Life in the Ordovician of the Upper Midwest wasn't all warm tropical seas and all the organic particles you could filter. We've already run into giant volcanic eruptions spreading ash far and wide. There was also a significant glaciation at the end of the Ordovician; the ice itself didn't get to tropical North America, but it did lead into major extinctions. We don't have to go to the poles or volcanoes off the coast of North America for dramatic geologic events, though: we only have to go as far as west-central Wisconsin and northeastern Iowa.
Sunday, May 27, 2018
Sunday, May 13, 2018
If you've been at this dinosaur thing for a while, you've probably encountered this piece of Charles Knight artwork, labeled as Agathaumas:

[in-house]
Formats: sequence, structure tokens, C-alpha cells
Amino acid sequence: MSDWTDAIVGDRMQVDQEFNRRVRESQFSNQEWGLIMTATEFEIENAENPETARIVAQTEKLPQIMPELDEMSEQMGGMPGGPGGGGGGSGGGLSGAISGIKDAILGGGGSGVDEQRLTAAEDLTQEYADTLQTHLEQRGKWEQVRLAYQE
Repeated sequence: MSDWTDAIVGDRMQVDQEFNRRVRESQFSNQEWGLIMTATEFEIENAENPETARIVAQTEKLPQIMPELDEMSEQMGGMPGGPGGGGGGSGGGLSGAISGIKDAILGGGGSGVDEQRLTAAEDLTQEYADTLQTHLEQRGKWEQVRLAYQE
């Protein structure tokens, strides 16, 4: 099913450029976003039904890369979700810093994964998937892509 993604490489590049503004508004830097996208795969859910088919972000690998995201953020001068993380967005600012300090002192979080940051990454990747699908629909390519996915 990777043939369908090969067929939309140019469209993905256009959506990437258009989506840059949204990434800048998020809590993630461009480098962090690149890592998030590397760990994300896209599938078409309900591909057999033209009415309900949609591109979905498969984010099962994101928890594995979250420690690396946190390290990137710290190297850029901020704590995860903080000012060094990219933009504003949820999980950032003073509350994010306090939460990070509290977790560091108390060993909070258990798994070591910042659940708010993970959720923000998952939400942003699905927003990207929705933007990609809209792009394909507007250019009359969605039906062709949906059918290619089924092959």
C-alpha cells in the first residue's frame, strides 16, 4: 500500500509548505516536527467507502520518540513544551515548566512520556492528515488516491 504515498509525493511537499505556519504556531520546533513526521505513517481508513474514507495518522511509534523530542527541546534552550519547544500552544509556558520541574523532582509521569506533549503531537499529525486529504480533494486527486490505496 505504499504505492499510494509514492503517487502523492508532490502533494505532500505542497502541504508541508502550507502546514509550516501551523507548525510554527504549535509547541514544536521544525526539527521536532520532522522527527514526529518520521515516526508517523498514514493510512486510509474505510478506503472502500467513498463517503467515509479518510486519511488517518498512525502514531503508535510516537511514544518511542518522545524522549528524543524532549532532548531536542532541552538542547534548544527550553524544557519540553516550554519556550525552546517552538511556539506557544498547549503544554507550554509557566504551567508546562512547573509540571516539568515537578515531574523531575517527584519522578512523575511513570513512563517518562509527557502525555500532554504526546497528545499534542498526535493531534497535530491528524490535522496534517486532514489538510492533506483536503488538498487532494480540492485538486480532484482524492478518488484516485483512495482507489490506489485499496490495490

|Agathaumas, Charles Knight's work via Wikimedia Commons.|
Sunday, May 6, 2018
Nothing too earth-shattering this week, just an adjunct to "Titanosaurs all the way down" featuring these lovingly crafted charts of titanosaur distribution taken from The Compact Thescelosaurus (so you know all mistakes are mine). Given 101 described species to work with, I split the titanosaurs between South America and all of the other landmasses. As with other charts, you'll need to click to embiggen.